Worms are a natural occurrence in horses. Left unchecked they can affect a horse’s overall health and in extreme cases lead to death. Thankfully, there are steps you can take to prevent internal parasites from becoming a concern for your horse. The first step is knowing the common types of internal parasites and understanding their life cycle.

For the common internal parasites, the mode of transmission relies on the ingestion of actively infective larvae from the environment, which can come from overgrazed paddocks or pastures with too many horses. Once in the horse’s intestinal system, they mature through several life stages to become adult worms; the females then lay eggs and the eggs are passed in the feces into the environment where, in favorable climatic conditions, they develop into infective larvae ready to be consumed by a horse. 

Here we highlight four of the most common internal parasites you need to know about.

Small Strongyles (Cyasthostomins)

Known for their tendency to burrow into the lining of the intestine and remain dormant in this encysted form for a period of time, small strongyles create inflammatory conditions in the intestinal lining. If large numbers of these larvae emerge simultaneously, an infected horse can experience intestinal upset including colic and diarrhea.

While in an encysted state, small strongyles are “protected” against many available deworming medications. To date, only moxidectin (Quest) or a 5-day course of fenbendazole (Panacur PowerPak) has been shown to have larvicidal action (the ability to attack the encysted stage of the parasite). There are indications that worm resistance is developing to these previously effective dewormers. Fecal egg counts help determine how often it is necessary to deworm based on numbers of eggs seen through microscopic examination of a manure sample and which horses are the primary shedders in your herd.

Large Strongyles (Bloodworms)

Historically, large strongyles posed one of the greatest threats to horse health and caused death in many. The advent of new deworming products in the 1980s led to aggressive deworming strategies where horses were wormed every two months has significantly reduced this threat.

Bloodworms live inside blood vessels that feed the intestinal tract; there they can cause damage and emboli (blood clots) that compromise blood circulation to the bowel. Affected horses appear unthrifty, suffer weight loss, and can develop colic or anemia. Most commercial dewormers are able to kill this parasite, so it no longer poses the health threat that made it infamous in the past.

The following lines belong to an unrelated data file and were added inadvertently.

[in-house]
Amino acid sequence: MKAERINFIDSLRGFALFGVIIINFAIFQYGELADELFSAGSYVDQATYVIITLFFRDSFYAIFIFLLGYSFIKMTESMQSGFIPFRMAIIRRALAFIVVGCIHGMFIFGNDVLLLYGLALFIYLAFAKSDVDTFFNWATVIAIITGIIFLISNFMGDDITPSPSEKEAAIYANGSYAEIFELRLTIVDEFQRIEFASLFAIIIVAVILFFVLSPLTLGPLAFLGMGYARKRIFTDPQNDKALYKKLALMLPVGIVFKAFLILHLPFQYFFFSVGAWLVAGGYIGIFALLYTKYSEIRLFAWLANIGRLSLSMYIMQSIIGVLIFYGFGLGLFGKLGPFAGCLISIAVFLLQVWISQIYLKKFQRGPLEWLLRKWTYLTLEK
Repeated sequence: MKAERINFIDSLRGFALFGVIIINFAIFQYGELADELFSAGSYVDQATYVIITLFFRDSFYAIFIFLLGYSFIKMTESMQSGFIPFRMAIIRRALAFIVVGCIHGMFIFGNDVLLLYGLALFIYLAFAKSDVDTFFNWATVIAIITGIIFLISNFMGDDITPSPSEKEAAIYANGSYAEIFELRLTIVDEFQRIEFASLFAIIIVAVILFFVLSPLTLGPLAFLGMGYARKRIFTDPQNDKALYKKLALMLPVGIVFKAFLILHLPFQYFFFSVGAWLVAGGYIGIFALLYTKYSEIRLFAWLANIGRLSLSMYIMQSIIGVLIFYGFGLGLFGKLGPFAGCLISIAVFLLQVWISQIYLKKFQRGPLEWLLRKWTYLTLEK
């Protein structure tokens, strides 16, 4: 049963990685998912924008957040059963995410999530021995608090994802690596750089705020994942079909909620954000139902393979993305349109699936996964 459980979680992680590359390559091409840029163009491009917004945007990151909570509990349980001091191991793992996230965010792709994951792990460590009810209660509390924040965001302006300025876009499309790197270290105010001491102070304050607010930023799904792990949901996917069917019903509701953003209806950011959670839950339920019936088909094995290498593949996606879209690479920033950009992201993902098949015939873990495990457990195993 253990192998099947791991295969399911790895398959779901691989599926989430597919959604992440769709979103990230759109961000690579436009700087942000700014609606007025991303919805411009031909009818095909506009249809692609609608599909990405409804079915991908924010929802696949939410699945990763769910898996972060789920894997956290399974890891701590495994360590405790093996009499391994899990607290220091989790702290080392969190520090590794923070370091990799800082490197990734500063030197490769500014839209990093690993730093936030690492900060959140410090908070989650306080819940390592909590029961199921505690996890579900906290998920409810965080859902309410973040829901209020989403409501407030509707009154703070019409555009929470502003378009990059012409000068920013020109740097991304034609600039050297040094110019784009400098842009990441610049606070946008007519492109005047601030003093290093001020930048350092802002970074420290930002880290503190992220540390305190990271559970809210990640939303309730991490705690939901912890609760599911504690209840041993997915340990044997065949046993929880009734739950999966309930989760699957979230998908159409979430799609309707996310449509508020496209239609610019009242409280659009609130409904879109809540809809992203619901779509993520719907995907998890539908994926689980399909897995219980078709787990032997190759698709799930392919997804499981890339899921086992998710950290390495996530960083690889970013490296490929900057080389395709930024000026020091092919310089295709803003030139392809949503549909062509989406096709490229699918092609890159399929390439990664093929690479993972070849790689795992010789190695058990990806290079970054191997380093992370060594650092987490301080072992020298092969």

Ascarids (Roundworms, Parascaris equorum)

Roundworms are primarily a disease of young horses, yearlings or younger, that have not yet developed effective immunity against them. The adult worms can grow as thick as a pencil and up to five inches long. When they tangle in the small intestines a complete blockage and/or intestinal rupture can occur. Their life cycle also involves migration through the lungs and liver, where they can set up inflammatory conditions to elicit cough and respiratory problems. A young horse with a large ascarid burden may display a rough hair coat, an unthrifty, pot-bellied appearance, weight loss, coughing, and have colic episodes.

Caution must be taken when deworming an infected horse as rapid die-off from the dewormer can cause serious impaction colic. To minimize infection risk, a pregnant mare should be dewormed against ascarids within 30 days prior to her foaling due date. Foals should not be dewormed against ascarids before 60-70 days of age in order to minimize the development of dewormer resistance, which is currently occurring with the avermectins (moxidectin and ivermectin).

It takes 10-12 weeks from the time of ingestion of the parasite larvae for the worm to develop into an adult, egg-laying form. Ascarid eggs are incredibly tenacious in the environment, lasting for as long as 5-10 years even in extreme weather conditions.

Tapeworms (Anoplocephala perfoliata)

Tapeworms in horses are transmitted through an intermediary host, an orbatid “forage” mite that is consumed in the pasture, hay, or grain. The tapeworm develops into an infective larva within the mite, which when ingested by the horse, develops into an adult tapeworm, a female sheds eggs within 6-10 weeks. The tapeworms collect at the ileocecal junction located between the small and large intestines. There they may elicit sufficient inflammation and bowel disturbance to cause impaction or spasmodic colic, and in some cases may cause a segment of the small intestine to slide into the opening of the cecum (intussusception), which is a seriously painful surgical condition.

Young horses and those over age 15 seem to be most at risk of tapeworm infection probably due to reduced immunity with youth or age. Control is managed using praziquantel given once or twice a year.

By Nancy S. Loving, DVM